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How to Put Out a Grease Fire in Your Kitchen



According to the National Fire Protection Agency, grease fires are considered the number one cause of home fires and home injuries. Cooking fires account for more than 160,000 home structural fires, and of those, nearly 66 percent are started with the ignition of cooking materials like grease. Given these staggering statistics, knowing how to stop a grease fire is as essential as having a smoke detector or a fire extinguisher in your home — both of which could do wonders in helping to fight a grease fire. 

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How do grease fires start?

Grease fires usually start when cooking oil becomes too hot. Different oils have different “smoke points” or “burning points.” The smoke point of an oil is the temperature at which the oil stops shimmering and starts smoking — simple right? The temperature of these smoke points can range from relatively low at 325 degrees Fahrenheit, to very high at around 520 degrees Fahrenheit. 

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The oil will boil and shimmer first, and then it will smoke; once it exceeds that point, it will begin to catch fire. A good piece of starting advice is to never, ever leave your pot or pan unattended. All it takes is 30 seconds for your oil to go over that safe line and burst into flames. Always research the smoke points of the cooking oil you’re using before you begin cooking

Smoke points for common cooking oils are as follows, according to MasterClass

  • Avocado oil: 520 degrees Fahrenheit
  • Butter: 350 degrees Fahrenheit
  • Canola oil: 400 degrees Fahrenheit
  • Coconut oil: 350 degrees Fahrenheit
  • Extra virgin olive oil 410 degrees Fahrenheit
  • Peanut oil: 450 degrees Fahrenheit
  • Vegetable oil: 400 degrees Fahrenheit
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How to stop a grease fire:

If a grease fire does ignite, the first thing you should do is cover the flames with a metal lid or cookie sheet. This is meant to smother the fire, denying it the oxygen it needs to blaze out of control. Then, turn off the heat source. If the fire is small and manageable, you could always pour salt or baking soda on it to smother the fire even further. If it’s still not manageable, spray with a Class B dry chemical fire extinguisher.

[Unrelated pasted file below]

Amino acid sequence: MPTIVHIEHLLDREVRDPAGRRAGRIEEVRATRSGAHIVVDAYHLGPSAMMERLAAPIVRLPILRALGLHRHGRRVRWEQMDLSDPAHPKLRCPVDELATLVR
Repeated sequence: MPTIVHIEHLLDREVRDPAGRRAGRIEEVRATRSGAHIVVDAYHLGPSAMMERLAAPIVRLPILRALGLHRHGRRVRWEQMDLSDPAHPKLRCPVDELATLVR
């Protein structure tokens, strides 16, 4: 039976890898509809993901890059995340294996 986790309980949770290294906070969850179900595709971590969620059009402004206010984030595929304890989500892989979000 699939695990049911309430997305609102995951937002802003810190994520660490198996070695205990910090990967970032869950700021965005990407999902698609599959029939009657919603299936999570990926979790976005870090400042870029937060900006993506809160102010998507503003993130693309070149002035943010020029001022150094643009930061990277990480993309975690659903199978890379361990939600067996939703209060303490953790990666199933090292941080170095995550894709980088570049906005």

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There are several “do nots” attached to grease fires that you should know about. First, never try to extinguish the fire with water. Water will rest on the hot grease and do nothing but provide it with a means to spread. Do not attempt to move the pot or pan outside. This could not only give more air to the fire, but it could also result in you or someone else being sprayed with blazing grease accidentally. 

Do not use flour, baking powder, or other cooking powders that might look like baking soda or salt. These powders have a different chemical composition and might make the fire worse.

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What if I cannot extinguish the grease fire?

We cannot say this loud enough: If you cannot extinguish the grease fire yourselves, GET OUT OF THE HOUSE! There's no mincing words on this one. Your dinner is ruined, and you need to get you and your family to safety. Close the door as you leave to contain the fire and call 911 as soon as you and your loved ones are a safe distance away. Also, don’t re-enter your home until the fire has been contained by firefighters. 

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While we’re on this note, you and your family should always be prepared for an unexpected fire in your home. Keep smoke detectors in place and reload fresh batteries at least once every six months. Also, make sure all family members know which exits are appropriate in case of fire. If you live anywhere besides the ground floor, make doubly sure that fire windows and exits are known to all. 

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How do I prevent a grease fire?

There are a few simple things one can do to avoid a grease fire. First, stay vigilant while cooking, frying, grilling, boiling, or broiling food. The leading cause of kitchen fires is due to unattended cooking. Remove any excess moisture from the food before putting it into the hot oil. Patting chicken dry prior to frying doesn’t just make for a crispier crust, it also stops surface water droplets from splattering into the hot frying oil. When you do add food to the pot, do it slowly to prevent further splatter. 

Know your temperatures and smoke points, and keep oil heated only to its recommended temperature. If you start to see smoke or smell burning oil, lower the temperature. Keep the lid nearby whenever you’re using oil, just in case. And this should go without saying, but keep children and animals away from the stove. An errant cat's tail or curious finger could be disastrous for everyone involved. 

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